Returning golf to golfers

By |  December 17, 2018 0 Comments
Photo: Sean Tully

Sean Tully

History is my thing. I like it on all levels. I get lost in golf’s early history, and I find myself arguing about the importance and the intent of original golf course design.

As I work out our budget here at Meadow Club, I’m often reminded that I’m steering things that will one day be judged by my successors as history; in other words, how well we did.

Our team does not take this idea lightly. We always look at things with some reflection on what has been done in the past, while also looking toward the future. We ask ourselves how we can best look after the golf course and our immediate surroundings so as to provide a great golf course for our members and guests.

In doing this, tree management often gets more thought than other items. To the surprise of some folks, we spend quite a bit more time pruning, spraying and watering trees than on cutting trees down. As with anything on a golf course, nature takes a back seat to aesthetics and safety. We prune trees to assure proper growth and balance and remove any broken or dead branches that can pose a safety concern.

For instance, some of our older trees are challenged by bark beetles and sudden oak death, which is a fast-moving disease caused by Phytophthora and has killed off thousands of older oak trees in northern California. We spray our more susceptible trees in the spring for bark beetles and have still seen issues on some of our older Monterey pines that are coming to the end of their lifespan. As for oak trees, we manage them with a recommended spray of phosphite and Pentra-Bark, which has shown some positive results but is less than adequate at protecting the oak trees. For now, it’s our best option.

As with many golf courses, we are dealing with an overplanting of trees that changed the appearance and playability of our golf courses. We may have hit peak tree about 10 years ago, and there has been a concerted effort to redefine our course by its golf course architecture instead of its tree plantings.

My favorite time of year is fall and winter, when tree work is done on a number of courses around the world. I can follow along on Twitter to see the progress and watch as golf courses are returned to golfers — with more sunlight on turf, healthier turf and improved angles and vistas on the golf course.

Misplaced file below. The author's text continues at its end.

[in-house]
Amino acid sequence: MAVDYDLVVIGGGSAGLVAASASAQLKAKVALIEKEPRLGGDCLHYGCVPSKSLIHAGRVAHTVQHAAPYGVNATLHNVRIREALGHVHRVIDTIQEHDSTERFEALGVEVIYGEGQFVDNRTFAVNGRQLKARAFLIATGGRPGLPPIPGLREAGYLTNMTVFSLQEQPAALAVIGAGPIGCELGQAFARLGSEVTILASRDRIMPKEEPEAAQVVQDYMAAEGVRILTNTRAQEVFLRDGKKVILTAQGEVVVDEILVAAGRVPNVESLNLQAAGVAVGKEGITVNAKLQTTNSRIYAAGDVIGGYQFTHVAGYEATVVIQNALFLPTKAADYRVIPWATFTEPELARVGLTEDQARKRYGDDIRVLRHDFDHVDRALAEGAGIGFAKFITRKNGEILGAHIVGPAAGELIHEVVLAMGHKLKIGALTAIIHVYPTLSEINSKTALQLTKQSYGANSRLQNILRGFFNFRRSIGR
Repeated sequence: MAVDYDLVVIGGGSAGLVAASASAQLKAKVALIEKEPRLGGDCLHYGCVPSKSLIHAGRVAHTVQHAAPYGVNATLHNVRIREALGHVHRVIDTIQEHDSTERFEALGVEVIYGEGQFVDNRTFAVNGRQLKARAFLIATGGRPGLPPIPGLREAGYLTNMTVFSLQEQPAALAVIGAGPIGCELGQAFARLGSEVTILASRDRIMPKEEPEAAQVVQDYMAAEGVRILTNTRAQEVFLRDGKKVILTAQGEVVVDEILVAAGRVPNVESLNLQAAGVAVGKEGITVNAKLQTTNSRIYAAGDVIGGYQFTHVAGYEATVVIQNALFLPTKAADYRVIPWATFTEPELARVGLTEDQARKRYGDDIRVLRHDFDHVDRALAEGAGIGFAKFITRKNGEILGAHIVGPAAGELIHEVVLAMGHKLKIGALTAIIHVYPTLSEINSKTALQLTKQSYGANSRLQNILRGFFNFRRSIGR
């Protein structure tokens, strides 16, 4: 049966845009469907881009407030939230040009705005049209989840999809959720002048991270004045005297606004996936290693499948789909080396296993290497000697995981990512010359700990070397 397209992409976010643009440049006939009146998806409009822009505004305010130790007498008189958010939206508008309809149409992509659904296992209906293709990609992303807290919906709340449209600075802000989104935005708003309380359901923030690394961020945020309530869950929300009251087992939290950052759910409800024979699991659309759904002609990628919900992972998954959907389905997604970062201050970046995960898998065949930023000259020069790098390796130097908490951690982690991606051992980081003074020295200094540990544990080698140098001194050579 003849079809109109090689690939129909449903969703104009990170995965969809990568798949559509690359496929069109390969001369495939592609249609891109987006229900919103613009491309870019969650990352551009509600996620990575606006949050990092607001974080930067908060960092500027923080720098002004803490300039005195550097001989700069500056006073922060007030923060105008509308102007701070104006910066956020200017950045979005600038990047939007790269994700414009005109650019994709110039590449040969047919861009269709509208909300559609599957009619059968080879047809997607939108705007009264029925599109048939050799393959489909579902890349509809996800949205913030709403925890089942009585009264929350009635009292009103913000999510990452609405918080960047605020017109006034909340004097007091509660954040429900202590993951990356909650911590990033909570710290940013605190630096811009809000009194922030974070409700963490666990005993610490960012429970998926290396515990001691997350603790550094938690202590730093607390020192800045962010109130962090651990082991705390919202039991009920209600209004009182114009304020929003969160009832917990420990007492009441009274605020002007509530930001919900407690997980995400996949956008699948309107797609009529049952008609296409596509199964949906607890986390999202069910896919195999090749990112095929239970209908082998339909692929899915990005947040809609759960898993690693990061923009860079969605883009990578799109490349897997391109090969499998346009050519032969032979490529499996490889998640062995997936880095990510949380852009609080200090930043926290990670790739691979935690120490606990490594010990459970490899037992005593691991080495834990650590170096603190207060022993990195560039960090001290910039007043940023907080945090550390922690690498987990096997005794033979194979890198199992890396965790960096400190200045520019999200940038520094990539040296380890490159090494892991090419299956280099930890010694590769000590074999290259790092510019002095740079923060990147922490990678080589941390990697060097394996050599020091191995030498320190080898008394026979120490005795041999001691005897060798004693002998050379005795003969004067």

Every course has its own architectural story. I have courses that I like — they may not be what you like — and that’s all right. I will seek out the golf that I prefer, and when I play a golf course that I find to be over treed or with fairways that are too narrow, I may not enjoy the golf as much, but I will certainly give my respect to the super there for the work they are doing.

At the end of the day, we are tasked to provide a great golfing experience. We can see this simply as keeping the grass mowed, having fresh cups cut, and above all else having cart paths edged and ball washers full of water. Not every course can be designed by a noted architect or be next to the ocean. Sometimes making one’s course better comes down to striping the fairways or planting a bunch of annuals.

As much as we like to elevate Augusta National, we need to spend time promoting the opposite extreme, where golf courses highlight balance and the ability to provide golf at a reasonable price while providing a fun and challenging golf experience. I sure hope that plays a bigger part in all of our futures.

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